City of Zaculeu
City of Zaculeu
The Zaculeu archaeological site (White Land in the K'iche’s language) is located in what is now known as the department of Huehuetenango, formerly called Xinabajul. It is located just under 1 km from the head, so it can be reached on foot or by car. It was one of the most important cities of the realm Mam of the Postclassic Maya period and was populated from the year 1250 to 1524 bC. In this city were found a large number of burials, ceramic vessels and carved pyrite were found, so, in 1931, the city was declared National Monument and in 1970 a National Pre-Columbian Monument.
Zaculeu was inhabited by the Mam people and is one of the last cities of the Prehispanic times, which reached its greatest splendor in the Late Postclassic. It included a wide territory, Huehuetenango, Totonicapán, Quetzaltenango, San Marcos and the Province of Soconusco, however, they were invaded by the K'iches 'and the Kaqchikeles, reason why they were forced to inhabit the mountainous parts like Huehuetenango. In 1,450 Gonzalo de Alvarado comes to dominate the city and generated an uprising of the Mam warriors, who took refuge in the fortified citadel of Zaculeu, but they were defeated and the city was abandoned.
The alignment of the buildings shows the detailed planning of the Mams regarding the creation of the city. The city is constituted by an architectonic set of 43 structures, where we can appreciate palaces, squares, temples and an area for the ball game. The architecture had a marked Mexican influence during the Postclassic period, they are relatively low height, but of long extension. The structures were elaborated with slabs of green stone (shale), river pebbles, mud and lime based mortars. Many of Zaculeu's structures were used for religious and ceremonial, administrative or governmental purpose.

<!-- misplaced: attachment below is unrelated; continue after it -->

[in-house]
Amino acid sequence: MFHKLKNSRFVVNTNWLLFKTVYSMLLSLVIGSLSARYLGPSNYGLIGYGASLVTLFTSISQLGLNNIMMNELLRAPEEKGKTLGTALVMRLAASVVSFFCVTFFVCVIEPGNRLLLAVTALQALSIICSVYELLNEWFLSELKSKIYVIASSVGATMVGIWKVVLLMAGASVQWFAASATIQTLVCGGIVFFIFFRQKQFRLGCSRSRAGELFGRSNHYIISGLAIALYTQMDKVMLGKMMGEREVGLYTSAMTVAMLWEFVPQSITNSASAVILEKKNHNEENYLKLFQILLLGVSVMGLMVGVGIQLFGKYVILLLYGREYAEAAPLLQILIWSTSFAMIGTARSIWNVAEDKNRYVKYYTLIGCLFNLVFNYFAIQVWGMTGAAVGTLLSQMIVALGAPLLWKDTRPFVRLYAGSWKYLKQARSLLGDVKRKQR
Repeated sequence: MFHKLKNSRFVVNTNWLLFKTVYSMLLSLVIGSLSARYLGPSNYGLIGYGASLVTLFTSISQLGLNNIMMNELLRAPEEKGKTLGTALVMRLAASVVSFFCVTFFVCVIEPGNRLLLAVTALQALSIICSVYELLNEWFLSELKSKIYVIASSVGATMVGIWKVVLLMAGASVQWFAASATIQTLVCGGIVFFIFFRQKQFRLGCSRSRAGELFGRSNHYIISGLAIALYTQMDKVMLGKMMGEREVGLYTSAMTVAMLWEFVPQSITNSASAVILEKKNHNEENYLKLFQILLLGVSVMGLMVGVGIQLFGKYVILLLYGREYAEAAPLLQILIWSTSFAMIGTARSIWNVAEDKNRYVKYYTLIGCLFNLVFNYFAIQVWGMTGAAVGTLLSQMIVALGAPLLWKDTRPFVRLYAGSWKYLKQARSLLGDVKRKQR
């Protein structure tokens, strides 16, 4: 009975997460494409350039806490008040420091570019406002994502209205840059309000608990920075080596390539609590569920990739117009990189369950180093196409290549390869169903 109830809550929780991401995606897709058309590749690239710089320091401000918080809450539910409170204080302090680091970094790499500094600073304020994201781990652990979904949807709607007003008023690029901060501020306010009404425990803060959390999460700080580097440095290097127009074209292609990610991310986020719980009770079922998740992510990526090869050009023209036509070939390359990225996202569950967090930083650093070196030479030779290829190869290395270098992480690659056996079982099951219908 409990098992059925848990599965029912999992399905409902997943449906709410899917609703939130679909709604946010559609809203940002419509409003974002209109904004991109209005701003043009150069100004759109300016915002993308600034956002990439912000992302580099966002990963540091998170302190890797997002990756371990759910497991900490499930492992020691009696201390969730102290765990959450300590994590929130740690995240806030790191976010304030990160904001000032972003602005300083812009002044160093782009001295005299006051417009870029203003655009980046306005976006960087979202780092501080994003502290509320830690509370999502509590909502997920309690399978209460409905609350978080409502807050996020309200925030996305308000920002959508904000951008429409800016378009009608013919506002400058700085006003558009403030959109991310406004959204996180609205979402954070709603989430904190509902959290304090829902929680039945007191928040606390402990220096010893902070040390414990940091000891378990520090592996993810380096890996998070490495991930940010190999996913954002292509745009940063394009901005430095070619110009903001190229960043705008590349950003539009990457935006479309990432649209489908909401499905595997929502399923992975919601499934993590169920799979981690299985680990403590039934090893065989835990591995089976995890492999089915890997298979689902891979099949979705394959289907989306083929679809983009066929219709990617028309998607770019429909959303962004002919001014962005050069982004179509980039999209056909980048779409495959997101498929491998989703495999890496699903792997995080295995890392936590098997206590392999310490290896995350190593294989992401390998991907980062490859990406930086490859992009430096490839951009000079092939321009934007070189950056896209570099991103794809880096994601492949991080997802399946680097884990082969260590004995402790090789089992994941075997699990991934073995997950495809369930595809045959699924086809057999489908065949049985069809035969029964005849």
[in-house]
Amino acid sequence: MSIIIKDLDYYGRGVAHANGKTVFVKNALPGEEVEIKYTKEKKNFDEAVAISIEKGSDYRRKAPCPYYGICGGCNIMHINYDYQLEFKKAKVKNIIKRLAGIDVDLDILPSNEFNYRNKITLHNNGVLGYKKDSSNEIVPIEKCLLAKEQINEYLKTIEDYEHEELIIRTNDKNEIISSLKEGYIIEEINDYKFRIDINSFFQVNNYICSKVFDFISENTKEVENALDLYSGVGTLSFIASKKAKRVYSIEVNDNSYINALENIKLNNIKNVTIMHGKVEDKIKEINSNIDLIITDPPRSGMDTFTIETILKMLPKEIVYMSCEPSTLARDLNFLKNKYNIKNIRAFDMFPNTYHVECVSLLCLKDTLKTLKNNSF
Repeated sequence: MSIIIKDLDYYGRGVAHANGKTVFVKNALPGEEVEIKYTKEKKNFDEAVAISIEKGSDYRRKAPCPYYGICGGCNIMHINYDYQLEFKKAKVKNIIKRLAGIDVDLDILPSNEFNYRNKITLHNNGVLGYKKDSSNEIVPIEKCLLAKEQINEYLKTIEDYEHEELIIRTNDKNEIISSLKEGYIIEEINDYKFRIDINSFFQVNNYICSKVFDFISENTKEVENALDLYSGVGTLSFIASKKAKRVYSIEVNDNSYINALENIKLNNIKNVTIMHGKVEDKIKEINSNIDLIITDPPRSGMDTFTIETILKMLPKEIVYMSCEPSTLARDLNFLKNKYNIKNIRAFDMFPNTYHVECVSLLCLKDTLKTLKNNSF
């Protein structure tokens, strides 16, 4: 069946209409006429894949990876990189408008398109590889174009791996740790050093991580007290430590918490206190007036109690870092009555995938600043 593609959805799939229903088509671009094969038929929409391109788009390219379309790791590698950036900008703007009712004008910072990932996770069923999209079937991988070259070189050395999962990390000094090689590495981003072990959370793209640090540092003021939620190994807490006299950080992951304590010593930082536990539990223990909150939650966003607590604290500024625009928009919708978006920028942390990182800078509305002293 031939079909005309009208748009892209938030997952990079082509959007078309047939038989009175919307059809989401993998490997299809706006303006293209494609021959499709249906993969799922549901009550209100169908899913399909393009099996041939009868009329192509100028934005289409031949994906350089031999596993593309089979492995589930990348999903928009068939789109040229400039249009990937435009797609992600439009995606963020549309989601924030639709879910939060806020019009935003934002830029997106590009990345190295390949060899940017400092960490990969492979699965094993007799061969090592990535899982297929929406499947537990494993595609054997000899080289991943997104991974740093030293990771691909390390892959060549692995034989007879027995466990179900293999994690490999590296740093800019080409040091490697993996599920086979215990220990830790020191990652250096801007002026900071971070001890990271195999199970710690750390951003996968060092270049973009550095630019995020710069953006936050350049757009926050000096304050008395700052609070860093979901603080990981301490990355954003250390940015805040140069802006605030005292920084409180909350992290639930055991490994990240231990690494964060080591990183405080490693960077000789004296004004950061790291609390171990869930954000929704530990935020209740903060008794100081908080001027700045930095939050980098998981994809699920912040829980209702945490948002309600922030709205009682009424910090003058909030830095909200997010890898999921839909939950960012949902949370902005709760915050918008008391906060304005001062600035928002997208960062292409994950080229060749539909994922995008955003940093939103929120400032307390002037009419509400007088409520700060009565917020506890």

The daily life of the Mayan civilization was impregnated by religious beliefs. They had numerous temples dedicated to their gods, divinities that were linked to nature: heaven, death, sun, corn, etc. As for the mortuary rites, archaeological investigations allowed to find 108 burials, all but two were found in the central axis of the buildings. The orientation of each burial suggests that they were performed with religious or ceremonial significance, a characteristic that persists throughout the occupation in Zaculeu.
In 1,840 several Americans visited the city, among them, John L. Stephens, the explorers Adrián Recinos, Sylvanus G. Morley and Edwin M. Shook. Subsequently, during 1,946 and 1,948 restoration work was carried out on the site by the United Fruit Company.
En 1,840 varios estadounidenses visitaron la ciudad entre ellos, John L. Stephens, los exploradores Adrián Recinos, Sylvanus G. Morley y Edwin M. Shook. Posteriormente, durante 1,946 y 1,948 se realizaron trabajos de restauración en el sitio por parte de la United Fruit Company.
When touring the city of Q’umarkaj implies knowing:
The architectonic set of 43 structures, where we can appreciate palaces, squres, temples and an area for the ball game. In addition, a large number of burials, ceramic vessels and carved pyrite were found, so, in 1931, the city was declared a National Monument and in 1970 a National Pre-Columbian Monument. The site also has a museum that safeguard ceramic pieces and bones found in the temples. Between structures and pieces of the museum you will find at least 11 elements that you can´t miss during your visit to Zaculeu.
The explore can take about two hours and to plan your trip you can see these and others in Tulán.